Even at the end of his long life St. Martin expressed willingness to live on, if for the good of others; but this final sacrifice was not required of him, "for God took him."

Wednesday, November 13, 2013

November 10

SCARCE-TOLERABLE life which all life long
   Is dominated by one dread of death,--
   Is such life, life? If so, who pondereth
May call salt sweetness or call discord song.
Ah me, this solitude where swarms a throng!
   Life slowly grows and dwindles breath by breath:
   Death slowly grows on us; no word it saith,
Its cords all lengthened and its pillars strong.
Life dies apace, a life that but deceives:
   Death reigns as though it lived, and yet is dead:
Where is the life that dies not, but that lives?
   The sweet long life immortal, ever young,
   True life that woos us with a silver tongue
Of hope, much said and much more left unsaid.

November 9

A COVETOUS, grasping Christian is like a quicksand: the surface smooth, the depth unceasingly on the suck and gulp.

Everything goes down, nothing comes up again: yet is the quicksand apparently none the fuller, neither does it cease from engulfing.

In fact--whether or not one may attribute ideas to a quicksand--it seems at any rate to entertain no idea of ever becoming satisfied. Its aim appears to be not to attain repletion, but to exercise an unbounded swallow.

In this world, crews, cargoes, ships, waifs and strays, respond to the "Give, give" of the quicksand; while objects of proportionate bulk and quality often respond to the unuttered "Give, give" of the covetous man.

Thus in this present world, both; but how in the next world, either?

November 8

OUR heaven must be within ourselves,
   Our home and heaven the work of faith
All through this race of life which shelves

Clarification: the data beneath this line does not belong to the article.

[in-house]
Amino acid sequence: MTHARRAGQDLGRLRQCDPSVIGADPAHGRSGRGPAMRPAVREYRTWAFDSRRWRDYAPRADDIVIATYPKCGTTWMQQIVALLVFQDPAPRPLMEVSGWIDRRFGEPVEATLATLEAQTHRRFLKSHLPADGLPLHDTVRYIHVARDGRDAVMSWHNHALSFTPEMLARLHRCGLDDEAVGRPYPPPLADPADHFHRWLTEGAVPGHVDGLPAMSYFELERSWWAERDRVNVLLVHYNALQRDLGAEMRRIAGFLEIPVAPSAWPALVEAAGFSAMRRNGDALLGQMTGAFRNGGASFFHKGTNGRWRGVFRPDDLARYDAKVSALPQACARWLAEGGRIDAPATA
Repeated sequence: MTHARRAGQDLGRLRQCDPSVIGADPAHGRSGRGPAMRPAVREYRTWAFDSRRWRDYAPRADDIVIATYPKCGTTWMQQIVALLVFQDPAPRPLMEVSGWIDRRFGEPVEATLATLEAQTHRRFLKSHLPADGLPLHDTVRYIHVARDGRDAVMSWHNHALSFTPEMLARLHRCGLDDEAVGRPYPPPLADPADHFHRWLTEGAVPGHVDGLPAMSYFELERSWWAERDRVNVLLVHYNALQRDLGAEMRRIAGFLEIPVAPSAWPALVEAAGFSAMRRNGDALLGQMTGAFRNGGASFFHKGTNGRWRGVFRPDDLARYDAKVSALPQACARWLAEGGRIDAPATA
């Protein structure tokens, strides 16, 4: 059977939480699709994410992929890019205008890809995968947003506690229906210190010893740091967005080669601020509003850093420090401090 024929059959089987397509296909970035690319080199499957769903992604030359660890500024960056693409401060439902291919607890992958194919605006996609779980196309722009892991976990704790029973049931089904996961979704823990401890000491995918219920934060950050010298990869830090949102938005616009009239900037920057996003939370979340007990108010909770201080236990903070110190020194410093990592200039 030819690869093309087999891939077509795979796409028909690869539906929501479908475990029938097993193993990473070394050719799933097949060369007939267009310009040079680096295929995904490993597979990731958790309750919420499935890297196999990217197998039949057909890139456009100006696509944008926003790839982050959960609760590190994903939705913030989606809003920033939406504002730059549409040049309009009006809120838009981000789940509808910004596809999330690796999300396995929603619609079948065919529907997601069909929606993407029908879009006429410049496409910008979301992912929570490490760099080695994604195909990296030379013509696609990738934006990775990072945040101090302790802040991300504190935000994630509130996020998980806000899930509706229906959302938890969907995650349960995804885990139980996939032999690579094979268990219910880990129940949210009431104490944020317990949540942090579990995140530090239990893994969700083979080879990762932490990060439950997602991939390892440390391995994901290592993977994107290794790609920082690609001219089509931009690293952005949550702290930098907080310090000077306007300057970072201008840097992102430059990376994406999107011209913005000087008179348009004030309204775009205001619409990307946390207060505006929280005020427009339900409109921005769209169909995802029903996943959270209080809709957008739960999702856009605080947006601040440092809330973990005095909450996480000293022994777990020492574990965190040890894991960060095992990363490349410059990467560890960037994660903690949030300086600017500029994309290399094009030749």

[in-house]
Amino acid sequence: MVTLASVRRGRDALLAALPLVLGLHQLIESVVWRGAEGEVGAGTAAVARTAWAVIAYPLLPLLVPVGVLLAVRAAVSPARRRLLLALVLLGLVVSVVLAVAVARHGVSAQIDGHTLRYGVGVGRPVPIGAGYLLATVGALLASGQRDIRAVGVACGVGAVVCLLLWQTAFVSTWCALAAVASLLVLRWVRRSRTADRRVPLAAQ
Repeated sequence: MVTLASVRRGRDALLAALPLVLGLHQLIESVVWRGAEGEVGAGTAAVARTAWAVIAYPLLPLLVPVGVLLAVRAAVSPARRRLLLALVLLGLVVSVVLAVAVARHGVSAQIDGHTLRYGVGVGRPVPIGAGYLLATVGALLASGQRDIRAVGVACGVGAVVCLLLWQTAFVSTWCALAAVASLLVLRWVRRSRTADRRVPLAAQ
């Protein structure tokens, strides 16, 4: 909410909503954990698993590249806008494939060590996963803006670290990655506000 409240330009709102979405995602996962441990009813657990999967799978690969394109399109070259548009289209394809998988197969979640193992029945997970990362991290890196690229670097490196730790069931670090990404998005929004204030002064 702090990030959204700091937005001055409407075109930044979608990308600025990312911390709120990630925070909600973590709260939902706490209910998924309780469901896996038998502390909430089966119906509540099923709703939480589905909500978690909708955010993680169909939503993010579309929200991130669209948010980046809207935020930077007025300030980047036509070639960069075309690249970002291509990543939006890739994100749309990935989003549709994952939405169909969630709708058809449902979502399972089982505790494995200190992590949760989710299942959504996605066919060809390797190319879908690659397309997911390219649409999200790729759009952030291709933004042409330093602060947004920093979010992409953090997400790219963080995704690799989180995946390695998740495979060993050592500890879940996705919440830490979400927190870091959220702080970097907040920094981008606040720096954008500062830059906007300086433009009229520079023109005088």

Downward to death.

So faith shall build the boundary wall,
   And hope shall plant the secret bower,
That both may show magnifical
   With gem and flower.

While over all a dome must spread,
   And love shall be that dome above;
And deep foundations must be laid,
   And these are love.

November 7

ONE of the dearest and most saintly persons I ever knew, in foresight of her own approaching funeral, saw nothing attractive in the "hood and hatband" style toward which I evinced some old-fashioned leaning. "Why make everything as hopeless-looking as possible?" she argued.

And at a moment which was sad only for us who lost her, all turned out in harmony with her holy hope and joy.

Flowers covered her, loving mourners followed her, hymns were sung at her grave, the November day brightened, and the sun (I vividly remember) made a miniature rainbow in my eyelashes.

I have often thought of that rainbow since.

May all who love enjoy cheerful little rainbows at the funerals of their beloved ones.

November 6


ST. LEONARD was son to a Frankish nobleman and Godson to King Clovis. Preferring a life of devotion to the career of a courtier he, after some experience in a monastery, retired to a forest not far from Limoges, and there subsisted on herbs and fruits.

In this forest a king, perhaps Theodebert of Austrasia, whose territory included the Limousin, sometimes followed the chase. On one such occasion he was accompanied by his queen, who then and there gave birth to a healthy baby, but not before the royal husband's anxiety had been awakened: St. Leonard, however, arriving opportunely, all went well with mother and child. In gratitude to St. Leonard the king made  him a grant of land, whereon our saint raised a monastery, naming it Noblac, in honor of so noble a gift, and ruling its inmates until he died.

St. Leonard is accounted the Patron of Prisoners, Clovis (it is said) having empowered him to release every prisoner he visited. If so, we may associate with his memory the Divine words spoken through Isaiah:--"Is not this the fast that I have chosen? . . . to let the oppressed go free, and that ye break every yoke?"

Friday, November 1, 2013

November 5


"AND now, Lord, what is my hope? truly my hope is even in Thee."

One unfailing comfort of all who start in life "as water" consists in this: that water is constituted an eminent type of God the Holy Ghost.